They just announced the Blackberry 10 will be delayed until 2013. It is the end, then. By then there will be no RIM to release anything...
6. disneydad (Posts: 114; Member since: 26 Mar 2012)
This vividly highlights how difficult it can be for companies to figure out a market. While it may seem obvious on a macro level or in hindsight, it can be very difficult to call when you're in the battlefield.
Interestingly, I remember talking to a BB rep. who came to my kiosk to hype their products and he was very matter of fact about what RIM needed to do. Unfortunately, they were too concerned with their enterprise side because of the recurring cash flow that brought them and it made the consumer side seem irrelevant.
7. steelicon (Posts: 313; Member since: 02 Apr 2011)
Intel (processors), Microsoft (apps), RIM (messaging), Nokia (camera, I/O and Qt) and Sony Mobile (online multimedia content and hardware) should team up to release a bitchin' phone to compete with Android and iOS. Even for just one collaboration effort. And make it MeeGo/Tizen/Linux based.
9. ardent1 (Posts: 1997; Member since: 16 Apr 2011)
The reason why the iPhone succeeded was mainly due to the genius of Steve Jobs. He has always believed in the need to create both the software and hardware as an integrated product because the consumer doesn't want to be the syatems integrator.
Apple had an unfair advantage because they can write great software.
8. usamasheriff (Posts: 2; Member since: 20 Jun 2012)
is this canadian arrogance or plain stupidity like they did when they sent troops to vietnam for no reason !! welll i have been a blackberry hater save for its email client from a long time ! god knows why their qwerty keys are appreciated when the phone build quality sucks hardcore and battery has been pathetic ! it was shoved down americans throat till now again .. the email was the selling point !! good to know that a third class product company is going down and hopefully their patent pack would be taken over by nokia .. ever since the bb connect in a communicator .. it has been my dream to see bbm and mail in nokia built qwerty phone !! since nokias mail client is as good as samsungs build quality ;) and on the other note ,.... one more third class company .. making waves may go bite the dust ! i.e. samsung !
13. dmckay12 (Posts: 243; Member since: 25 Feb 2012)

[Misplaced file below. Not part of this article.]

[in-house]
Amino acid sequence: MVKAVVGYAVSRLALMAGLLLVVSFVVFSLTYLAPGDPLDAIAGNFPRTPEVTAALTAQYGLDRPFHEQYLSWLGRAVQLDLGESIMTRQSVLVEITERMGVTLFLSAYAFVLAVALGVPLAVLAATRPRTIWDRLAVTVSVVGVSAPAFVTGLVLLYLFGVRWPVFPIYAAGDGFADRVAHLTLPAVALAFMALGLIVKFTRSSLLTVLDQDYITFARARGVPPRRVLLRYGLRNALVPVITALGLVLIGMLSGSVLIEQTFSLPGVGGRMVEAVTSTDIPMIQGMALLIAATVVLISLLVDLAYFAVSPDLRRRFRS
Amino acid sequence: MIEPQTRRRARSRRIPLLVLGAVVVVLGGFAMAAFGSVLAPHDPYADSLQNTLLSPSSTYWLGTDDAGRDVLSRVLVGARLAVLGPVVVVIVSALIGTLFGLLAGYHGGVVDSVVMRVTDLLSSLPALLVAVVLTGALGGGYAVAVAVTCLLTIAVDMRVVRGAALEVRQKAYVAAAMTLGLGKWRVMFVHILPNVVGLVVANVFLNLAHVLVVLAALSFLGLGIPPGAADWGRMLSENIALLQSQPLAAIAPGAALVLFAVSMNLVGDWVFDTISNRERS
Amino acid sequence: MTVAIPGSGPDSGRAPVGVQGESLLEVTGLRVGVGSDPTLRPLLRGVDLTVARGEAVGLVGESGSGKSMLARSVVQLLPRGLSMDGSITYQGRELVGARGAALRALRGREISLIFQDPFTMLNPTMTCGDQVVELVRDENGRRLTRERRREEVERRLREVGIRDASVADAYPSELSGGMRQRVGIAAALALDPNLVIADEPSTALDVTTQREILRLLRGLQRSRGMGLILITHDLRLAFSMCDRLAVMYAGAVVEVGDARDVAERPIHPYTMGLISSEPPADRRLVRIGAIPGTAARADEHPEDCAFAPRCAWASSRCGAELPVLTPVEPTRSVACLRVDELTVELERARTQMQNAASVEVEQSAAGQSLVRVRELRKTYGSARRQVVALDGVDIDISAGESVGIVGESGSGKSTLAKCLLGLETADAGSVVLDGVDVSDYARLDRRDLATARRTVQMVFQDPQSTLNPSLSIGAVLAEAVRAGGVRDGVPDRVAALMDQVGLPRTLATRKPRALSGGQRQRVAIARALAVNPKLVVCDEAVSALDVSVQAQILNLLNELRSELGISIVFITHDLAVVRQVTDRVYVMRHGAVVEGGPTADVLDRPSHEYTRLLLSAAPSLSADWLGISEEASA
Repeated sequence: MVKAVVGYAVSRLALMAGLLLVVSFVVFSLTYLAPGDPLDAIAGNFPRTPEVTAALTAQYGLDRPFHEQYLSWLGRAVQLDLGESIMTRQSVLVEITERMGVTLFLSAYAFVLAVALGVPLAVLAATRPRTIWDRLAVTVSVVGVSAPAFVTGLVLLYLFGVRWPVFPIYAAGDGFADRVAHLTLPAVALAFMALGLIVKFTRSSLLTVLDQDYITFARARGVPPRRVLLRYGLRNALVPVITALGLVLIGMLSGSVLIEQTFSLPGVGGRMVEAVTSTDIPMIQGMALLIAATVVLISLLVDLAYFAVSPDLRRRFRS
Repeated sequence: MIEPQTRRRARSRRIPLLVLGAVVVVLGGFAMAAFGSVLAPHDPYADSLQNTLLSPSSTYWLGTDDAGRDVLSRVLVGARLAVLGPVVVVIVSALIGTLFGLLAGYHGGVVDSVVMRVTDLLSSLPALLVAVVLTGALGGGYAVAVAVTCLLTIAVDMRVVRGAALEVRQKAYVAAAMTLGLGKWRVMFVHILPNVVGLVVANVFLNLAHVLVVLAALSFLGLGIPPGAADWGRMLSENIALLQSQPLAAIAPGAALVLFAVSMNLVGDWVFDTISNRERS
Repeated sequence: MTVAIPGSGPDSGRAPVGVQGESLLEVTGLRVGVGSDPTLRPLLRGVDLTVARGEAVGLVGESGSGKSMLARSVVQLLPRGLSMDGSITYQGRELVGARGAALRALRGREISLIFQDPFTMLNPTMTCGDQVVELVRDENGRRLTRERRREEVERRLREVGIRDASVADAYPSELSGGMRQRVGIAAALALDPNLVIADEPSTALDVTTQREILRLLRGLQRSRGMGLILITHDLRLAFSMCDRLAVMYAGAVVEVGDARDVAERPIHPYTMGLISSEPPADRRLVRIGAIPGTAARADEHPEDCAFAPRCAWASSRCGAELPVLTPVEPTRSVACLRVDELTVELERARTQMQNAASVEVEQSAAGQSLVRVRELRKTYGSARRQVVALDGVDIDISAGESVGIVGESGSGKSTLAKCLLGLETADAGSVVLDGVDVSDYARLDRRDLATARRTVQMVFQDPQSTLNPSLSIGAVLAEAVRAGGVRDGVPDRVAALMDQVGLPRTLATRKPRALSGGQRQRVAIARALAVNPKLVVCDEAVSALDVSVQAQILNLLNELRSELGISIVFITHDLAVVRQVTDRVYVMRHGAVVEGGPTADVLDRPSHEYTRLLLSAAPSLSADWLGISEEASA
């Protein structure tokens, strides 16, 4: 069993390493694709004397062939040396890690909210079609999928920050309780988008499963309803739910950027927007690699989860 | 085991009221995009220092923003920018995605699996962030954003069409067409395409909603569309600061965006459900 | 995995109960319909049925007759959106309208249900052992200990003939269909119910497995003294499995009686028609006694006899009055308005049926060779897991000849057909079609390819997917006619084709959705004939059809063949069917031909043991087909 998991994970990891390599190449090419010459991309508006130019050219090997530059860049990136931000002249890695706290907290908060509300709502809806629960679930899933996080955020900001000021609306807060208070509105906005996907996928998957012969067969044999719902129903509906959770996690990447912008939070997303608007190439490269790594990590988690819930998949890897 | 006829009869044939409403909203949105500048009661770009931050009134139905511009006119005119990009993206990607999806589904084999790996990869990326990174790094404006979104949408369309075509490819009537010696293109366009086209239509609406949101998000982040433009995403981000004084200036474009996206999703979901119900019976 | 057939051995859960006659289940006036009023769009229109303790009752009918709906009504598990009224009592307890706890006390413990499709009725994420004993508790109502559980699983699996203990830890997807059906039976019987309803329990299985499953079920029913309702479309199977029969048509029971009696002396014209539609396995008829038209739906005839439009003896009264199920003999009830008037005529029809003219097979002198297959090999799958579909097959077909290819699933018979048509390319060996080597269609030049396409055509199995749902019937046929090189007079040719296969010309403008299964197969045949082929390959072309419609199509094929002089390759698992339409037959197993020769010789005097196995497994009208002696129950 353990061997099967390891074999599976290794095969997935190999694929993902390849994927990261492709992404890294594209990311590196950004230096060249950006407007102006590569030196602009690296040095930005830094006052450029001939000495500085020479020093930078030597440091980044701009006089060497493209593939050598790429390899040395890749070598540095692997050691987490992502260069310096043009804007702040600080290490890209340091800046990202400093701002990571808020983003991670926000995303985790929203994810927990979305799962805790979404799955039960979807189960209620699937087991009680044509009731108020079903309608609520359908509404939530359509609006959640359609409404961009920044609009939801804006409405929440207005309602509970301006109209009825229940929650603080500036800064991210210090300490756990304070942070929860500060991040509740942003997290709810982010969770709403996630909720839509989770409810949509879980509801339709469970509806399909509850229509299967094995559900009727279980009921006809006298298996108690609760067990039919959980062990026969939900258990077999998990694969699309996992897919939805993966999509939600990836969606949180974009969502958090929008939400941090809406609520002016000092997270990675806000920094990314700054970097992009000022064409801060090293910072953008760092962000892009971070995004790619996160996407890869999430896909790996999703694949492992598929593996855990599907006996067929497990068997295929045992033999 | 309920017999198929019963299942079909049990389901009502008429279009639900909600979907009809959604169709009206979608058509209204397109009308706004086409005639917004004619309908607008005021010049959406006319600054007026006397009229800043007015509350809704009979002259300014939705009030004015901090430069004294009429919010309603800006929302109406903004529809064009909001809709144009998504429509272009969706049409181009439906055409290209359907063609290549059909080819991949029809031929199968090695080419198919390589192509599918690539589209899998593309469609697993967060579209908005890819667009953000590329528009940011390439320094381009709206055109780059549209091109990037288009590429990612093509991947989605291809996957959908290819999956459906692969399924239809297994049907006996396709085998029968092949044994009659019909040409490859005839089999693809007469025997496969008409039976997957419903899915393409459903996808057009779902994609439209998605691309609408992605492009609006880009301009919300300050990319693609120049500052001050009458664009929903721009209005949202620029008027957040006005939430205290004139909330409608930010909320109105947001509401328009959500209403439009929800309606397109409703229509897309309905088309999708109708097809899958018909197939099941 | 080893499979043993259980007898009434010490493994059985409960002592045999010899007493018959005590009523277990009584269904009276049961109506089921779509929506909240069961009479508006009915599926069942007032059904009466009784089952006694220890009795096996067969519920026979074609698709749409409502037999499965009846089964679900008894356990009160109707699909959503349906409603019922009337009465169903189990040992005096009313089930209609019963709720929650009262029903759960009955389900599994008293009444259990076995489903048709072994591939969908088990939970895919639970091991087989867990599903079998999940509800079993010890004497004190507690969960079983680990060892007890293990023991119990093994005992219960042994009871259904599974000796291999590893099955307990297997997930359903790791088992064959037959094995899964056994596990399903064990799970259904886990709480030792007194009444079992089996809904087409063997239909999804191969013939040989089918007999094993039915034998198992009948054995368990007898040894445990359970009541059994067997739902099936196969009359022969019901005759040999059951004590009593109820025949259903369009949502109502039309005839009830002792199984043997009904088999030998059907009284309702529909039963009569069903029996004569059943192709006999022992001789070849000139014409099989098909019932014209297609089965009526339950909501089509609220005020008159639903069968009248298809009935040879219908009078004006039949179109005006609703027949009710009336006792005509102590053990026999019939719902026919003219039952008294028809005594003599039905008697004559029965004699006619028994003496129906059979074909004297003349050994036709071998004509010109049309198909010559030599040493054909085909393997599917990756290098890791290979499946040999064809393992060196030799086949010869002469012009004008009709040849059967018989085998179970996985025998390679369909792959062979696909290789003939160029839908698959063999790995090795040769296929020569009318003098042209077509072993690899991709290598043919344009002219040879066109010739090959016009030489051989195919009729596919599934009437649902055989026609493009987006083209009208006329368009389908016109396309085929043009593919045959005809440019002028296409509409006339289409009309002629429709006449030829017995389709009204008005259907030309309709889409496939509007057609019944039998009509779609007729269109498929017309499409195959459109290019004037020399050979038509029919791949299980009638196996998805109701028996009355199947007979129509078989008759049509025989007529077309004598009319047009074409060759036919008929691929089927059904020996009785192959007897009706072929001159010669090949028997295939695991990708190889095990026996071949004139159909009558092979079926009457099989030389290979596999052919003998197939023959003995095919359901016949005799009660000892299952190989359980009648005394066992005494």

Canadians arrogant and stupid...NEVER. Isn't sarcasm great. It sure is hard to convey tone with a keyboard.
10. downphoenix (Posts: 2393; Member since: 19 Jun 2010)
I dont disagree with the apps statement, the browser is a very powerful app with html 5 and Flash, and 98% of the apps we download are easily doable in either/or, but for some reason App developers like to get on the cool kids train of developing apps for specific platforms that dont offer any added functionality over building it in a platform-agnostic sense that using the web allows. For instance, facebook and twitter have no loss of functionality with their mobile sites versus apps. Some apps even tend to be WORSE than the mobile website, like Amazon.
11. tittann (Posts: 2; Member since: 26 Jun 2012)
BB failed bec they were to arrogant as Nokia did in keeping symbian . BB just get someone else to make your phones with the top tech then add your os . . As for nokia why didnt you just buy out palm it was a no brainer . Apple would have s_it its pants if you did that .
12. dmckay12 (Posts: 243; Member since: 25 Feb 2012)
In response to April 2007: They could have bought it with 100 Billion. Oh wait, they did.
15. TheRetroReplay (Posts: 245; Member since: 20 Mar 2012)
Wow, those two CEOs were really arrogant. How they didn't see or refused to see the threat the iPhone posed is astounding. And companies who refuse to adapt during transitions are the ones who die, look at Blockbuster an Borders, they underestimated Netflix and e-readers respectively and look at them now. Borders is dead and Blockbuster is hanging on by a thread and Dish Network owns them but doesn't seem to care, like how Sears own K-Mart and they don't do anything with it.
Rim is and still refusing to adapt to the current trend in technology, within two years, they're going to be gone because of their foolishness and arrogance. While I may not have liked Steve Jobs because of his massive ego, he knew what people wanted and knew what to say, how to say it and knew how to sell. Steve Jobs was the world's greatest salesman.